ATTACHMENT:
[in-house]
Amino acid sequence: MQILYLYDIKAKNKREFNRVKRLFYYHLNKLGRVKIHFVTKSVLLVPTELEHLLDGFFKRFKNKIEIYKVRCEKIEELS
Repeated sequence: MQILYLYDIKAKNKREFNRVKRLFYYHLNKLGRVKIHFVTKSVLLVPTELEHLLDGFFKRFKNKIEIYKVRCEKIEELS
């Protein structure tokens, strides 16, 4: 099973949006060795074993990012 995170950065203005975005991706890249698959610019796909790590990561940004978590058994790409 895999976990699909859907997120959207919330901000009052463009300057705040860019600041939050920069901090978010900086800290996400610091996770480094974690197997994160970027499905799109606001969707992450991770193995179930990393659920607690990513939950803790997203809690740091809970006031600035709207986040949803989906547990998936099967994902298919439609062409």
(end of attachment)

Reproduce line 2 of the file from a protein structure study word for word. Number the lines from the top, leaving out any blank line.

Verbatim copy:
Amino acid sequence: MQILYLYDIKAKNKREFNRVKRLFYYHLNKLGRVKIHFVTKSVLLVPTELEHLLDGFFKRFKNKIEIYKVRCEKIEELS